Chandeliers dripping with crystals in every room, gold-tapped jacuzzis, designer bath products, sprawling bedrooms, champagne breakfasts, and a butler at your beck and call - that would be the basic package.
Rolls Royce airport transfers, your own lap pool, customised menus and fitness programmes, your own personal shopper and even a DJ booth in your room are among the VIP touches hotels are adding to their top-of-the-line suites in an attempt to attract guests with expensive tastes.
A New York Times article last month mentioned Singapore, along with London and the Middle East, as one of the originators of the trend of hotels having "super-suites" - luxurious, top-of-the line rooms costing more than $6,000 a night.
A SundayLife! check showed that at least 10 hotels here have such suites, including Resorts World Sentosa, Marina Bay Sands, W Singapore and St Regis Singapore. Rates range from $6,600 to more than $17,000 a night.
While most hotels declined to identify famous guests who have stayed in their suites, all said that they are a mix of locals and tourists, and that celebrities, chief executives, royal families and visiting dignitaries usually figure prominently among them.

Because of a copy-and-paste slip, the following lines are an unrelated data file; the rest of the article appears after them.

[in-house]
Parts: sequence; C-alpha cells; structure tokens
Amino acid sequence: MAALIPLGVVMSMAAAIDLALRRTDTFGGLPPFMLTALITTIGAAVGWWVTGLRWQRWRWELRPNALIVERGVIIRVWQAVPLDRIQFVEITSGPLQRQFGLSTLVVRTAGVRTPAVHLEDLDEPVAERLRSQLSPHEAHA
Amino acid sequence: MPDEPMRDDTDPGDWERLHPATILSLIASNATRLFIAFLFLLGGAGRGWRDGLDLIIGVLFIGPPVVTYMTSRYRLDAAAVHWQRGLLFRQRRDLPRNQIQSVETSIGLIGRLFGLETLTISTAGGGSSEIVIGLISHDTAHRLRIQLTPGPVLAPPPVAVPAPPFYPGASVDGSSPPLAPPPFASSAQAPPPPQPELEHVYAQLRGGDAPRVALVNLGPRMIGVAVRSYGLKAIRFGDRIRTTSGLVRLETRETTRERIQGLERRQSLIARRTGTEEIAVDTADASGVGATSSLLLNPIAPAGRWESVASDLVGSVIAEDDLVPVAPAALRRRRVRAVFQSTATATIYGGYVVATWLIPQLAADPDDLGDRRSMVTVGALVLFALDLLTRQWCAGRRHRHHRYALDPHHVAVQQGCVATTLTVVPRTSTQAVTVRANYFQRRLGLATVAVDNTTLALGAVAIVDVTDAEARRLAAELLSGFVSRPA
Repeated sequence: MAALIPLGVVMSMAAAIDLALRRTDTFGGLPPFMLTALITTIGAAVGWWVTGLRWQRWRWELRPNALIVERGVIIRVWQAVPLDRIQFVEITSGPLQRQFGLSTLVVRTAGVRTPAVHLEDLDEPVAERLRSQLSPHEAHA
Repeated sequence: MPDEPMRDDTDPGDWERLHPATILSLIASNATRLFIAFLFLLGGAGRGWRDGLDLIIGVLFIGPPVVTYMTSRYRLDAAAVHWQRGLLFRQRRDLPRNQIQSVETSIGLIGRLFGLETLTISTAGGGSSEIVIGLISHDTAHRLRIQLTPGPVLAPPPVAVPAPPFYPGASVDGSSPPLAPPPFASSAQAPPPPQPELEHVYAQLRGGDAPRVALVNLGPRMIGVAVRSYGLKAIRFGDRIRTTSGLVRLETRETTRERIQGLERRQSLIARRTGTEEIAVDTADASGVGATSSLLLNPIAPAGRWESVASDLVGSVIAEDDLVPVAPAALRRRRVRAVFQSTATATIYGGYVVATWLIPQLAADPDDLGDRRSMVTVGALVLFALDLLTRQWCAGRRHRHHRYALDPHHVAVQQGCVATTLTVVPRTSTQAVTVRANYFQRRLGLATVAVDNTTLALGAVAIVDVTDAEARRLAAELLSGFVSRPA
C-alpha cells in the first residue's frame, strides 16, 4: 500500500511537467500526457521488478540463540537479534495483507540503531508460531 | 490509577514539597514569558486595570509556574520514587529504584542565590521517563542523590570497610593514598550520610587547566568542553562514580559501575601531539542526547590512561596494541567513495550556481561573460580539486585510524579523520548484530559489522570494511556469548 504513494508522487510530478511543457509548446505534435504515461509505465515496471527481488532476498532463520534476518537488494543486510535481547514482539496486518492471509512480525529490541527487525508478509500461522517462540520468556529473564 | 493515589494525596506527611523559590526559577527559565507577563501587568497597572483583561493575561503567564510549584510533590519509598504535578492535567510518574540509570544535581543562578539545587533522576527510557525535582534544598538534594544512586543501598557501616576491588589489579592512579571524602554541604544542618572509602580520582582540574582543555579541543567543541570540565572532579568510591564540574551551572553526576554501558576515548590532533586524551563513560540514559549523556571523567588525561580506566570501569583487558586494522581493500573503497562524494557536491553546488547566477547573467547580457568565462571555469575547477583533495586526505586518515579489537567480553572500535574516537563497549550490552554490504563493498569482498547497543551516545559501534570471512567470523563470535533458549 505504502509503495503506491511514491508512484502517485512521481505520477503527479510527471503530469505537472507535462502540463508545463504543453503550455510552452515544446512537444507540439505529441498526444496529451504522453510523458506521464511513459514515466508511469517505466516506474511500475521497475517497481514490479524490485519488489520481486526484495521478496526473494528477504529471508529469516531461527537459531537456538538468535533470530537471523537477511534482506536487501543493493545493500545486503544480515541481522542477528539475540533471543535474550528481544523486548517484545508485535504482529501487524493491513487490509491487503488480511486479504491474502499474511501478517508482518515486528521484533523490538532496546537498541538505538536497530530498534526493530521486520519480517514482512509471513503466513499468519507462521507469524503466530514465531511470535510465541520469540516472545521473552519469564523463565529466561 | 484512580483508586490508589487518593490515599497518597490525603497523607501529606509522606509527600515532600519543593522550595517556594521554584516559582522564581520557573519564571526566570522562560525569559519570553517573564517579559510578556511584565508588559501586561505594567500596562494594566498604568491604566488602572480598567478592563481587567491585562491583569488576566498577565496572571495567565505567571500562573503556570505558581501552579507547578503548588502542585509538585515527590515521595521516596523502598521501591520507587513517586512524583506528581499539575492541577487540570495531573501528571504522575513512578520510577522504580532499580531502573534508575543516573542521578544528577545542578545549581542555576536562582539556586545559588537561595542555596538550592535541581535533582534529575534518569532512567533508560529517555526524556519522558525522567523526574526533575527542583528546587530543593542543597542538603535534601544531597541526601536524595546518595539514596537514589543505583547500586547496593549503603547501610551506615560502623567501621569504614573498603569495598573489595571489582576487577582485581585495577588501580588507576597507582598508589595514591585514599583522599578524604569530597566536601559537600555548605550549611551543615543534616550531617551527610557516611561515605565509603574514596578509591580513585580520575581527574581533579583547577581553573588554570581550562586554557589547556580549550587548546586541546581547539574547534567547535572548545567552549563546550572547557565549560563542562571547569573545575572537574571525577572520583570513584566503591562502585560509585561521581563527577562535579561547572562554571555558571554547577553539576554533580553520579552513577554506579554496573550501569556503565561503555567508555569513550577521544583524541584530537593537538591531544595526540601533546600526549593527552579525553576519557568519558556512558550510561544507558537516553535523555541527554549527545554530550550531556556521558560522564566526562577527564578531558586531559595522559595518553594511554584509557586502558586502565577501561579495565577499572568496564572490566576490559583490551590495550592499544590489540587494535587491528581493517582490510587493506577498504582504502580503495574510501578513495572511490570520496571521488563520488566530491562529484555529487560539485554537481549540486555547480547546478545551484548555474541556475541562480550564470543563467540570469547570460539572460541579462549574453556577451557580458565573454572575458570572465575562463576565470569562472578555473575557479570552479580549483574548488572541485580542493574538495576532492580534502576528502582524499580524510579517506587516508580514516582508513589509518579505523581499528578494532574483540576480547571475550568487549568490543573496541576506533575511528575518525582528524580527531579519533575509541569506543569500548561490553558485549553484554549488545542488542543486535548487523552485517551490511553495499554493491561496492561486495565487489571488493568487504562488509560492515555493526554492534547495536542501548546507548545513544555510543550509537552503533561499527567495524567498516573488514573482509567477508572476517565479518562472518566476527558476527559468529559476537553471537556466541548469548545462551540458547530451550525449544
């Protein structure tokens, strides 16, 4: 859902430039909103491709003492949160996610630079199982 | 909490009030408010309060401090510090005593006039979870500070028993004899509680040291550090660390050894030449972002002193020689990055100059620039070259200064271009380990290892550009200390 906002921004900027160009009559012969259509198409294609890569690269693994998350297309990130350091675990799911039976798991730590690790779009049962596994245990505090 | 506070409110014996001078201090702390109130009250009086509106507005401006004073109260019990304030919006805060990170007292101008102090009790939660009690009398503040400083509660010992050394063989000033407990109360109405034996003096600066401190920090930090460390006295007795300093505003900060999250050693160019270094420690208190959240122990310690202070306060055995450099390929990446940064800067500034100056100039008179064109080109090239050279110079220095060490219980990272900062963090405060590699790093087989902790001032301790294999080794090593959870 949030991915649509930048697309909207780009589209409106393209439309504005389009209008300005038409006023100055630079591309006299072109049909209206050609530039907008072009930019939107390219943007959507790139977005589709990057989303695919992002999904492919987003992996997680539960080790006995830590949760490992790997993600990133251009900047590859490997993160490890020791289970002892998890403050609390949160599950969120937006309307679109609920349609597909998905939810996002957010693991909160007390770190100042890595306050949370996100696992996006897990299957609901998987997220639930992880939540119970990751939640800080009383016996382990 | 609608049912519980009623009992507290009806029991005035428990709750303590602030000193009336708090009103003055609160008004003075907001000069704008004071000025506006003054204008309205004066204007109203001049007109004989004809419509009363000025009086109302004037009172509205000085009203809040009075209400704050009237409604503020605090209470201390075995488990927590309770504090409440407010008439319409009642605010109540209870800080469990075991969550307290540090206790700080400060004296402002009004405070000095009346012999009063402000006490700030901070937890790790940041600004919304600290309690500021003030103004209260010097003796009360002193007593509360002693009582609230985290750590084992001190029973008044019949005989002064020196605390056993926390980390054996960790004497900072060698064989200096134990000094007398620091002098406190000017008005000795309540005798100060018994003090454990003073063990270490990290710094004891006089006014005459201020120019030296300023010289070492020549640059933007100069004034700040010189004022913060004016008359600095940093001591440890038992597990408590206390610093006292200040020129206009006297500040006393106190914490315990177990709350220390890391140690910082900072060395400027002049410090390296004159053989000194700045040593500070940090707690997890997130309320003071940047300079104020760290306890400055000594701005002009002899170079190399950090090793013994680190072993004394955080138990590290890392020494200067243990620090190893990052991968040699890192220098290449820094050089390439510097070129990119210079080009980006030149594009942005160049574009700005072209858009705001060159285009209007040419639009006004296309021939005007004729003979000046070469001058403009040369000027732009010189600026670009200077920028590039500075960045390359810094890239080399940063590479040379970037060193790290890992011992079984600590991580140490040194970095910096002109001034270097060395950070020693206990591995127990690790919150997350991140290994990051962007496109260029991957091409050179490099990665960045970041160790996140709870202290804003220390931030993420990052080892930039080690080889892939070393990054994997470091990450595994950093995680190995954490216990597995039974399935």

Their stays can range from a night to more than a year, said hotel spokesmen. A spokesman for Capella Singapore said the longest-staying guest in its most expensive manor, the Colonial Manor, stayed almost three years. Rates start from $12,000 a night.
Ms Pam Danziger, president of American luxury marketing firm Unity Marketing, said those who choose to stay in such super suites are "the new-money types", who value "the display of this excessive, over-the-top consumption. Subtlety is not appreciated".
She added that for hotels, the benefit is two-fold. They attract the big spenders and also the "man on the street" who wants to be able to say he stayed in the same hotel as the rich and famous.
According to Ms Vivian Koh, director of marketing and brand communications for Raffles Hotels worldwide, the trend started with the opulent Burj Al Arab in Dubai, billed as the world's first seven-star hotel when it opened in 1999.
Raffles Hotel in Singapore has its own super-suite - the Sarkies Suite and Sir Stamford Raffles Suite, each costing more than $10,000 a night. But Ms Koh said the Raffles Dubai has a super-suite that takes up a whole floor and has its own cinema and hair salon. The damage? AED80,000, or nearly S$28,000, a night.
While Singapore does not offer anything close to such ultra-luxe proportions, there are those that certainly fit the super-suite category. Sunday Life! checks out six of the most luxurious ones.
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